Image: Getty

The first thing I learned in Grimes’s interview with the Wall Street Journal Magazine is that Grimes doesn’t want to go by Grimes anymore, and wishes to be called c, as in the speed of light, a nerdy holdover from her relationship with spaceship hobbyist Elon Musk.

The profile is filled with moments like these—moments that made me stop and briefly consider moving to the moon—although none of them top the fact that Grimes’s single “We Appreciate Power” was inspired by Moranbong Band, the “North Korean pop band constructed by the totalitarian regime” that has been considered “Kim Jong Un’s personal girl group.”

Almost as interesting to learn is that Grimes feels stifled by her whole thing, which I can relate to:

“I’m super bound by the limits I’ve set for myself [with Grimes],” the 31-year-old says. “It would be easier for me if I wasn’t stuck with the branding I made in 2009, you know?”

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She thinks of herself as a feminist—or at least, she feels some sense of feminist obligation, to audibly groan whenever Musk’s name is mentioned—which, same, but probably for different reasons.

“Don’t tell him I groaned just now,” she says. “I groaned out of, I don’t know, feminism. I mean, he’s a super-interesting goddamn person.” Then she stops. Up to this point, conversation has raced at a speed-of-light clip. Now there are vast pauses, chasms of ellipses while she talks around an entire aspect of her life she seems to still be figuring out how to navigate. (Musk says via email, “I love c’s wild fae artistic creativity and hyper intense work ethic.”)

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She’s either not over her ex, or they could still be together, but either way she doesn’t want to talk about it:

Then, a moment later, “And look, I love him;”—she won’t even say his name, but she’s talking about Musk—“he’s great. There’s got to be some reason. I just think....” And now, starting and stopping again, she begins to contort her body slightly smaller, as if disappearing into a ball. “I wish.” Another stop. “Yeah. It doesn’t matter.” More thinking. Contorting. Shrinking. Then she straightens up. She has moved on. “Cool,” she says. And that is all she will say about that.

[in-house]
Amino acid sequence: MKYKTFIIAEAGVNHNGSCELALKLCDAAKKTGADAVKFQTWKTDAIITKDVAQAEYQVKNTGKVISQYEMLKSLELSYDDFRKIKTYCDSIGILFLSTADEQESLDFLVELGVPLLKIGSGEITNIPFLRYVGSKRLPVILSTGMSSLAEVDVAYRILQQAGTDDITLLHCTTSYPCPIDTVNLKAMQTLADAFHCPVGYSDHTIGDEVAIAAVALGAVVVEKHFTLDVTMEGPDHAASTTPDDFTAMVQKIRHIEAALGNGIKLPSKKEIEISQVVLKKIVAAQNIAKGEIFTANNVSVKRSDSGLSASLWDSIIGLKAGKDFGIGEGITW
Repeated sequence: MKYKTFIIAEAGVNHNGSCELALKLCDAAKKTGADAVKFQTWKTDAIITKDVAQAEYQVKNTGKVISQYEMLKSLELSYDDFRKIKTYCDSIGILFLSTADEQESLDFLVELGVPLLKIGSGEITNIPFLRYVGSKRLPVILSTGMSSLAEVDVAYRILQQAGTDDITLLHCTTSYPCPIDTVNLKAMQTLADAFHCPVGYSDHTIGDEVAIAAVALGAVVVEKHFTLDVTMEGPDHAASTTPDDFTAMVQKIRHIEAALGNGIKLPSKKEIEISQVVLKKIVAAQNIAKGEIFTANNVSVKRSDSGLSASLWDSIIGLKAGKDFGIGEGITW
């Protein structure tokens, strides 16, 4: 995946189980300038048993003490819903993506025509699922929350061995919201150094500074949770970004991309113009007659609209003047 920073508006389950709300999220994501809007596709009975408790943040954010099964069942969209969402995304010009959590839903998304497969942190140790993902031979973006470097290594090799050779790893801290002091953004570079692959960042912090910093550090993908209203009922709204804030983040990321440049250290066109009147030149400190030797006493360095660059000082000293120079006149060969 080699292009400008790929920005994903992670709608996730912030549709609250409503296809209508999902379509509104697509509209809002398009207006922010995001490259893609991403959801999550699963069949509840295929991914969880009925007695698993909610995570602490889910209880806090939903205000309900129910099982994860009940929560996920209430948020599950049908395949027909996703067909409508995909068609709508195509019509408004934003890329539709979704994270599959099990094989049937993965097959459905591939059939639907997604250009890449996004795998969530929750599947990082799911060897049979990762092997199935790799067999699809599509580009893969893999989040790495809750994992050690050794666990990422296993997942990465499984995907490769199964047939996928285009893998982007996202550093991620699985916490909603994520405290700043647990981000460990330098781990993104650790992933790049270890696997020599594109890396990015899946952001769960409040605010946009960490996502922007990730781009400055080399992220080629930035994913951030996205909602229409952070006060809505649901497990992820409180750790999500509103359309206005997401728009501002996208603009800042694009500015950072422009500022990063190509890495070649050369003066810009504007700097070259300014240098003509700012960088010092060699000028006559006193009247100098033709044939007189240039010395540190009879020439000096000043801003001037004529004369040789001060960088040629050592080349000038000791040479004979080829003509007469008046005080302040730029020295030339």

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Grimes wants to be free, but is she? Let’s check in with what the writer of the profile thinks:

She seems happy and thoughtful and most of all free.

Killer stuff! What about her music? What does it sound like?

There are the literal layers—sounds on top of sounds—

Ah yes, I’m familiar with both layers and sounds in their many forms.

Perhaps most interesting is Grimes’s plan for her upcoming album, which she hopes—and I am just repeating what she says here—will get people excited about climate change:

Most of those thoughts these days are related to the art around the new album, which is titled Miss_ Anthropocene. “It’s a concept album, about anthropomorphizing climate change,” she says. Miss Anthropocene is “like, this death god.” But also: “It’s fun. I want to make climate change fun. People don’t care about it, because we’re being guilted. I see the polar bear and want to kill myself. No one wants to look at it, you know? I want to make a reason to look at it. I want to make it beautiful.”

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I leave you with this, Grimes’s description of her own musical persona, the one she now wishes would go away forever:

Grimes was [...] edgy and alt (her words)

Best of luck to Grimes in vanquishing her self.